Tees Valley mayor, Ben Houchen has had a tumultuous few days. On Thursday, the ground-breaking ceremony for the SeAH factory at Teesworks was overshadowed by events at Westminster when his ally and mentor, Boris Johnson, announced his resignation as prime minister. As far as we are aware, Houchen has remained tight-lipped about Johnson. He appears to have made no statement on the resignation either before or since it happened. But it clearly unsettled him.
So, come Thursday morning Houchen broadcast the ground-breaking ceremony by live-streaming it on his facebook page. While it may have been a red-letter day for Teesworks, no press were allowed to attend the event. Chief correspondent of Channel 4 News, Alex Thomson, was incensed, and posted a tweet taking aim at TVCA press officer, Craig Peacock, who told him over the phone that he was not welcome, and promptly hung up on him.
There was an official invitation
When we caught up with Alex Thomson the following morning, he explained that what had irritated him the most was that he and his team hadn’t just turn up on spec, they had been officially invited to the ceremony along with the rest of the press corps. It was only by chance that they phoned the TVCA press officer early in the day to check out arrangements that the unfortunate incident took place.
We must assume that it was the press officer himself who was tasked with issuing the invitations to the media, and who then didn’t bother to let them know that the invitation had been rescinded. Now for those of you who may be thinking that this isn’t really the proper etiquette, we should point out that the press officer was possibly feeling a bit beleaguered at this point. Let’s face it, for reasons best known to himself, his boss had just humiliated him in front of the entire press corps.
That the ceremony should be a media circus was undoubtedly not the press officer’s idea. He will just have been tasked with organising it. Now he finds himself staring into the abyss, knowing that the next time he picks up the phone to speak to any of the nation’s press and media, there is a substantive risk that he will be entertained to the dropping of phones. A man with an impossible job from here on in.
As for Houchen, alienating the nation’s media was probably not such a smart move either, especially on the same day that his mentor, Johnson, had just been made to walk the plank. We can only wonder about Houchen’s motive for taking such drastic action. Had the press been at the event, he would have been taken out of his comfort zone, challenged by journalists with little real interest in the ground-breaking ceremony, but a lot of urgent concern about just what his views were on the events unfolding in Westminster. He had to make his mind up quickly what he feared the most – enraging the press or becoming embroiled in the anarchy of the Tory Interregnum. As it turns out, it was no contest.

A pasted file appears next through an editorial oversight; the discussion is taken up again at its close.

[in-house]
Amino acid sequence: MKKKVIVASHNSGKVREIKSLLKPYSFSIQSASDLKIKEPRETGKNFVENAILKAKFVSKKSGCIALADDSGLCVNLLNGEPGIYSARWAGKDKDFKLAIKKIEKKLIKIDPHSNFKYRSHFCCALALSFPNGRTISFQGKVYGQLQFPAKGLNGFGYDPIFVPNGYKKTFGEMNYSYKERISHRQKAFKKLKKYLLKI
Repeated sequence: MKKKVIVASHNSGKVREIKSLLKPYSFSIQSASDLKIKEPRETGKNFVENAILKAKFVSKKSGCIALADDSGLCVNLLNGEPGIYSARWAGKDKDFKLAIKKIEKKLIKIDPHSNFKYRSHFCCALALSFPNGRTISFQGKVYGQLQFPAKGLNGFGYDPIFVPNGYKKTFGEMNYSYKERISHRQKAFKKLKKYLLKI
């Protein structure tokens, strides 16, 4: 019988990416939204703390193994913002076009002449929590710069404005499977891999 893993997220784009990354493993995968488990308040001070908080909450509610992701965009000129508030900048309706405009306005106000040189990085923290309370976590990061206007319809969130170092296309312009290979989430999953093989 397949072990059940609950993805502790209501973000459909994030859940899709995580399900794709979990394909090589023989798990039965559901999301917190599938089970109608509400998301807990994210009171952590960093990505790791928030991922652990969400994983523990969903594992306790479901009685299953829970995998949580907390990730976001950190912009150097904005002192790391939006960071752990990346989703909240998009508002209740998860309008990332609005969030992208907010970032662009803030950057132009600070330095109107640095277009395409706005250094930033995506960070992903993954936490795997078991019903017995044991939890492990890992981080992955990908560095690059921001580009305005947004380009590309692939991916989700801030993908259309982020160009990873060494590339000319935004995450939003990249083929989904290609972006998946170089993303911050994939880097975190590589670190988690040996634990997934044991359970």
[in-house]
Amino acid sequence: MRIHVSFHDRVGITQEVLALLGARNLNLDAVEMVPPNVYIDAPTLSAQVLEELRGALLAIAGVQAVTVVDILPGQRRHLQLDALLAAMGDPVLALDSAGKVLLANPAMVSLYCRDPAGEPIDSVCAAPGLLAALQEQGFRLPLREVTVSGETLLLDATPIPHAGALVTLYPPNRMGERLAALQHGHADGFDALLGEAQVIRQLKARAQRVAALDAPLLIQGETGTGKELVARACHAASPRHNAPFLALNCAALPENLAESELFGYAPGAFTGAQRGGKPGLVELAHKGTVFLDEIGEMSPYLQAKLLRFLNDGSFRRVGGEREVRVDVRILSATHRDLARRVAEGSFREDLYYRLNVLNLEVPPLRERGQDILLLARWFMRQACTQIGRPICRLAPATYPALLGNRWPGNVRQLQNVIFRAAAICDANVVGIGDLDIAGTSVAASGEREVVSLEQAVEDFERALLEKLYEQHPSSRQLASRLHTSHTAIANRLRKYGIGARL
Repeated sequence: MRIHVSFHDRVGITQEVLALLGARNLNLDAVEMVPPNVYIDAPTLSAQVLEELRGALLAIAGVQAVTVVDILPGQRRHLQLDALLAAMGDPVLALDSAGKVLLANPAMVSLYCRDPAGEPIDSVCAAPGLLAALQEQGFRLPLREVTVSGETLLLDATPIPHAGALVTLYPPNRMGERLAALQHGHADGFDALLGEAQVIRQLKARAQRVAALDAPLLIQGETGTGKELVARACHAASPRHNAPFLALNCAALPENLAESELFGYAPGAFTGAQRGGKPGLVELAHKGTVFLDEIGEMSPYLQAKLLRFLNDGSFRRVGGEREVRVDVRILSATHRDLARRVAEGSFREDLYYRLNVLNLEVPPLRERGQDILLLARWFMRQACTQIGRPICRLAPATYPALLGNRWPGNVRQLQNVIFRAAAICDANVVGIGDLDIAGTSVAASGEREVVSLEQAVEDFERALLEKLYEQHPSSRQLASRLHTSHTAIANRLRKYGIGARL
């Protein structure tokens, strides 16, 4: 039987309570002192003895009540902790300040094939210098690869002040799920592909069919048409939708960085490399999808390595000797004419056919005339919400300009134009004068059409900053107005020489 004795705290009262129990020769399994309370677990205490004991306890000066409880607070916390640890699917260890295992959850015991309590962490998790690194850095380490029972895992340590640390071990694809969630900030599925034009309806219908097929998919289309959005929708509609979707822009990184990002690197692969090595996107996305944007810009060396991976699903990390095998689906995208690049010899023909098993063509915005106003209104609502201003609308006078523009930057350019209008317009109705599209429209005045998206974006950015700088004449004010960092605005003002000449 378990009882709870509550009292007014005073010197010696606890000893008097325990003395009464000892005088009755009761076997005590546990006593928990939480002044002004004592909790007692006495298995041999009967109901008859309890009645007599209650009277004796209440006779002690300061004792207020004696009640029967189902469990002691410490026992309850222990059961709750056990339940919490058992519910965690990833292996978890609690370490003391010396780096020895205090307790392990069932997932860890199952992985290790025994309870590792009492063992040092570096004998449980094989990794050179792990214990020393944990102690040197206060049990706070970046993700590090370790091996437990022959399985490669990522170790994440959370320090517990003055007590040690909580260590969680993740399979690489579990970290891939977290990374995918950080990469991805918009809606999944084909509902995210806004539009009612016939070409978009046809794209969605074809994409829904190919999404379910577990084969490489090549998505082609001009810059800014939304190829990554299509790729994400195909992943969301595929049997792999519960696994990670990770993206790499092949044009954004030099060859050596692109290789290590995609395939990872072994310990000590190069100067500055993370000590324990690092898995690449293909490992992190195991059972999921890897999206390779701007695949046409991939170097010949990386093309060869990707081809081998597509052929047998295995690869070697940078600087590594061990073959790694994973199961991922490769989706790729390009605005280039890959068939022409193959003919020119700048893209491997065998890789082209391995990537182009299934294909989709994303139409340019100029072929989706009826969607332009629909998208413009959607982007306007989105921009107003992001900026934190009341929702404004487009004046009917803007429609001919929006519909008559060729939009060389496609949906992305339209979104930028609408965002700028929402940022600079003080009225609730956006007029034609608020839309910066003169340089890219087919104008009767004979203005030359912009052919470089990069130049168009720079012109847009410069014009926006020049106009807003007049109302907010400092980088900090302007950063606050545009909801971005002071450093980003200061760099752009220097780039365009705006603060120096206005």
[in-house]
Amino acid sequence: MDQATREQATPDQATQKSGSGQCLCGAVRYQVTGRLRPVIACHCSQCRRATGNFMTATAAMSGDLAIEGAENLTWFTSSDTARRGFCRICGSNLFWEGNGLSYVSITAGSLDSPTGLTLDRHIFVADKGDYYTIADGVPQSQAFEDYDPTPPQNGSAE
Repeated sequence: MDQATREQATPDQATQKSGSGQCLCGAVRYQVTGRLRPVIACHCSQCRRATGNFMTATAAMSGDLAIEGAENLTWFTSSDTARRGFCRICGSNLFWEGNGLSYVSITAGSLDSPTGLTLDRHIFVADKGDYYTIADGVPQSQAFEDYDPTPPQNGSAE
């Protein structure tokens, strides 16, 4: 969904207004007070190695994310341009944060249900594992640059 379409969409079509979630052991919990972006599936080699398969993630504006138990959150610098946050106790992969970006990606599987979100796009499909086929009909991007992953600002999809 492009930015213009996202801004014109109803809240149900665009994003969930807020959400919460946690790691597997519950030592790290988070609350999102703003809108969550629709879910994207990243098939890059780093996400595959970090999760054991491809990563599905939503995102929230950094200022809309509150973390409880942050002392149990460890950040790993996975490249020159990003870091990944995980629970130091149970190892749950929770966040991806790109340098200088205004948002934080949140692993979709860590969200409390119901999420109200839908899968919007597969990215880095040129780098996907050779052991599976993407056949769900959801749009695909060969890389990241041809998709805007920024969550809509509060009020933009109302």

It was also short sighted. How much longer does he think he can avoid the question? The most obvious candidate would be local MP and freeport enthusiast, Rishi Sunak, who appears to have the backing of Jacob Young and Peter Gibson. After all, Houchen’s credibility depends to a large extent on being able to deliver the freeport. It must be worrying for him, therefore, to read the reports of Johnson trying to derail Sunak’s campaign.
If you snooze, you lose
But if the freeport project on Teesside took a hesitant step forward on Thursday, it took a step back on Friday, when GE announced that it would definitely not be setting up at Teesworks. Houchen was scathing. As he told the Northern Echo,
“GE have been dragging their feet for some time now. We’ve pushed and we’re ready to go to build the facility. At my last meeting with GE I informed them that due to the massive interest from multiple would-be investors they need to hurry up as we’re ready to go and if you snooze, you lose.”
And went on,
“Unfortunately, it would seem they haven’t been competitive enough to secure orders with potential clients.”
That this was the reason for GE’s withdrawal came as something of a relief to those at Tees Valley Monitor (TVM), as previously the word was that they had put a spanner in the works when they reported in December 2021 that the firm had put its plans for the Teesside factory on hold (due to lack of orders). Thus, his comments on his facebook page on 16 December:
Tees Valley Monitor is actually an independent media outlet, unconnected with the Labour Party. In Houchen’s world, accurately reporting facts that contradict the output of his PR machine constitutes “actively trying to damage a major investment”. The reporting “frustrating and disheartening” to a person who learned the art of lying at the master’s knee.
And speaking of “disheartening and frustrating”, there is the small matter of the demolition of the Dorman Long Tower, delisted and then destroyed in 2021 to make way for the GE megafactory of Houchen’s imagination. There are still a few questions to be answered here, one of which is why GE has made this final decision now, when there is another round of bidding for contracts scheduled for early 2023. And GE has stated that it is still committed to participating in the development of wind turbines for Dogger Bank. But whatever happens in the next round of bidding, GE will definitely not, as it seems, build its factory at Teesworks. Something, or someone, has put them off. How could that be?